For years I had taken multiple medications to reduce the number of my seizures. The medicines I took also reduced my appetite and deadened my sense of taste. For me, raised in a large family that celebrated all life events with boisterous dinner parties or hours-long brunches, one of the saddest things about managing epilepsy had been falling out of love with food. At first, I thought that my cast-iron skillets had somehow gone rancid in the hot Tucson weather. Next, I did research and concluded that the acid from raw tomatoes had ruined the finish on those same skillets. Or perhaps my Indian spices, carried out in hand baggage from holiday visits back East or purchased here and there at Indian grocery stores, were old and stale? As I eventually realized that the problem was not my cooking supplies but my taste buds, I gave up on my exuberant cooking. I turned off the stove, put up the pans, shut the spices in a drawer. I ate salads and veggie burgers, bland beans and rice, food from restaurants. Cooking became a chore instead of a passion. Worse, cooking ceased to be a way to connect with other people. Because I couldn’t tell whether my dishes tasted right, I grew insecure about feeding other people. The dinners I imagined hosting became breakfasts—eggs are hard to get wrong. Meals at restaurants became coffee shop dates.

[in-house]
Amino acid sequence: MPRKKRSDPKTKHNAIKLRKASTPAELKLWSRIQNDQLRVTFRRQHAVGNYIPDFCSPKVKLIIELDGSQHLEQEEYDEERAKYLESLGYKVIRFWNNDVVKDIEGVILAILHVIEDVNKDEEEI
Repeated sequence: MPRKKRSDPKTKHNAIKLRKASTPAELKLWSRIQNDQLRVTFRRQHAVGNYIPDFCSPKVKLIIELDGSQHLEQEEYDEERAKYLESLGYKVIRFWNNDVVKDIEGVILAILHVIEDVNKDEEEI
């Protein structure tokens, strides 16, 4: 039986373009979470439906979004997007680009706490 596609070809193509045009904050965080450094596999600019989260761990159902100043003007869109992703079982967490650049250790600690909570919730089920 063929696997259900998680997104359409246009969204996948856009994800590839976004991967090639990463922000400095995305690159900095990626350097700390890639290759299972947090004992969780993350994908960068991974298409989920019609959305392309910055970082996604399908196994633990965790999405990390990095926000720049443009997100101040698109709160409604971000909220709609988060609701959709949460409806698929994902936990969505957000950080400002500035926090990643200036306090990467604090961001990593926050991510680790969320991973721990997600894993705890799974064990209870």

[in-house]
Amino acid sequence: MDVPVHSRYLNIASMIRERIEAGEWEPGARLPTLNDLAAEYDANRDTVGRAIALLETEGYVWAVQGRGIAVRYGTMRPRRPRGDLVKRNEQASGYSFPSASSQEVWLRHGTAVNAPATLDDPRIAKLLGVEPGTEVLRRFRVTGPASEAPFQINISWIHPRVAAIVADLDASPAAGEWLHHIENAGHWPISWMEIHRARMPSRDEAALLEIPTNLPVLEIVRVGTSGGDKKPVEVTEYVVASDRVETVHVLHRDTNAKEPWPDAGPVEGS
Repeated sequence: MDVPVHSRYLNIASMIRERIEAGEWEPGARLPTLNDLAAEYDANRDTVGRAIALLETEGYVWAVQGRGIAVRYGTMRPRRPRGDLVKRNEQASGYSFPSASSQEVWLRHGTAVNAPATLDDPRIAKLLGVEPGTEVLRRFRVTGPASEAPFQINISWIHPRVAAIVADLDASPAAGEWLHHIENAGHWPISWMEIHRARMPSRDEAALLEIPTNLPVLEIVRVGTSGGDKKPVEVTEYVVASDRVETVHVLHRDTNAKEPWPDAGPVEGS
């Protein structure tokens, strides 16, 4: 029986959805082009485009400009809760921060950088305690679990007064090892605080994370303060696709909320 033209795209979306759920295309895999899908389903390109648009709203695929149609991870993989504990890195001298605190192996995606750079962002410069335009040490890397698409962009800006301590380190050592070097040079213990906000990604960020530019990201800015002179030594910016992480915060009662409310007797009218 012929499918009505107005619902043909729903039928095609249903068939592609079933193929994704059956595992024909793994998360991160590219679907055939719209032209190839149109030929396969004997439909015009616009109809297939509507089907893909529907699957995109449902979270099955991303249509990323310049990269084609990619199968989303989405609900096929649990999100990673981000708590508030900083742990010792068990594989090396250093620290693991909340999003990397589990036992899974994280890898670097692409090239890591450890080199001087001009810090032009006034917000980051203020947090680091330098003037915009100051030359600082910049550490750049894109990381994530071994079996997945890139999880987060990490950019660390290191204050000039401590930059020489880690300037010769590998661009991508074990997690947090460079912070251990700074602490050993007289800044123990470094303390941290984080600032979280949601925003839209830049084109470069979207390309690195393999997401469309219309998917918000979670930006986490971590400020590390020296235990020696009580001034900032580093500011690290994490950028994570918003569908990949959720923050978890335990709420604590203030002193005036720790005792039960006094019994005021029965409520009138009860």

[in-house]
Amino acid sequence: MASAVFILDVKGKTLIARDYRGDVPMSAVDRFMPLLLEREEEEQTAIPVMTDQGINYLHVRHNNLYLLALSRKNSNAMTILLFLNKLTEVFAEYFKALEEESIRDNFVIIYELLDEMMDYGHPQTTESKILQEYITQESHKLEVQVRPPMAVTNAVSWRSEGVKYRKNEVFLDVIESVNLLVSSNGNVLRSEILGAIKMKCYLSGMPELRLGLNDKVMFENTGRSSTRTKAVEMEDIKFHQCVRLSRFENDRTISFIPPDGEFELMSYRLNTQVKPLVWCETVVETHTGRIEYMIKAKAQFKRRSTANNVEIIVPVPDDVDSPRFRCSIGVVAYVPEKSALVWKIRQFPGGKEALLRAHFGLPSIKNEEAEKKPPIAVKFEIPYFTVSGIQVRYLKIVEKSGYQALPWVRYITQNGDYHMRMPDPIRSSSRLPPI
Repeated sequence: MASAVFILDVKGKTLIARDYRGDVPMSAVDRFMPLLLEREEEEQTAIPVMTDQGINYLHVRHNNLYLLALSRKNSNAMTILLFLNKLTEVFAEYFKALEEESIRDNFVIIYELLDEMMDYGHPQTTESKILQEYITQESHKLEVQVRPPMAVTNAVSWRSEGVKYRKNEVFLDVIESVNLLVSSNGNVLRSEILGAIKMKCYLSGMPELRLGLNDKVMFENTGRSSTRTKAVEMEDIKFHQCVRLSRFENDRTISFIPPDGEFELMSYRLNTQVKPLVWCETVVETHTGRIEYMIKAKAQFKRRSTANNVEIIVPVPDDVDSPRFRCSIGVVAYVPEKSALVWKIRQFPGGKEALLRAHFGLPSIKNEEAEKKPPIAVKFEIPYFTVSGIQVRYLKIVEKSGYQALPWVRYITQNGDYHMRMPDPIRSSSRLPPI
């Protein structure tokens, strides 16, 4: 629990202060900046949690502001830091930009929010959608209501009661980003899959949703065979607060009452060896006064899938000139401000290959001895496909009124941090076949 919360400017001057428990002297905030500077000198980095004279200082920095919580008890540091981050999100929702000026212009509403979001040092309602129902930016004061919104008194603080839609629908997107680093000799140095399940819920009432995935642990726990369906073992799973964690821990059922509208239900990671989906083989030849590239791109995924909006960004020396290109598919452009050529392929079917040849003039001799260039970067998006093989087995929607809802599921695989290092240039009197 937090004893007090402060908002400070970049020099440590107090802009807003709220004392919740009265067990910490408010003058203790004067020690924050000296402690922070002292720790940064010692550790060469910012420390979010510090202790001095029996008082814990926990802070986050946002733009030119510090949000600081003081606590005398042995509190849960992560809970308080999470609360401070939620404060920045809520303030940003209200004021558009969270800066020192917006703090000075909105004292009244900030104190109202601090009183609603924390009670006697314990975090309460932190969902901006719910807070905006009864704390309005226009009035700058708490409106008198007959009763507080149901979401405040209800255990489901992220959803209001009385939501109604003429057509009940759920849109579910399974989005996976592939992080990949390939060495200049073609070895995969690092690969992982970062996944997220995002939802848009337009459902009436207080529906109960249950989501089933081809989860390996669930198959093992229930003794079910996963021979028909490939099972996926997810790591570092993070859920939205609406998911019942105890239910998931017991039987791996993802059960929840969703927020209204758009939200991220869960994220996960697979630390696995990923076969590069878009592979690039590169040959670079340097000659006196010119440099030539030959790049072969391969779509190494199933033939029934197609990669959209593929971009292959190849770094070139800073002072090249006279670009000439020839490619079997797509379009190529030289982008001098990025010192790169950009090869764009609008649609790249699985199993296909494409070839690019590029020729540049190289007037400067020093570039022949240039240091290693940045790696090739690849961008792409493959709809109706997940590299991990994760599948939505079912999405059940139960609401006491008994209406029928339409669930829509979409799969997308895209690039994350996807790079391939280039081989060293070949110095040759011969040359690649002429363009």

A year of tests—including one that resulted in my having to skip a potluck afterward because of my radioactivity—revealed that the source of seizures in my brain happened to be a discrete, identifiable, accessible location. Surgery might mean an end to seizures—and an end to seizure medication.
My first clear memories after the anesthesia wore off were from the recovery room, where just a few hours after surgery three of my friends sat with me and teased the nurses. To my surprise and everyone else’s, I realized I was famished. Eat, my friends said. With their help I ordered lasagna from the hospital kitchen. The fog began ever so slightly to dissipate. The future held people I loved, and they held nourishing meals.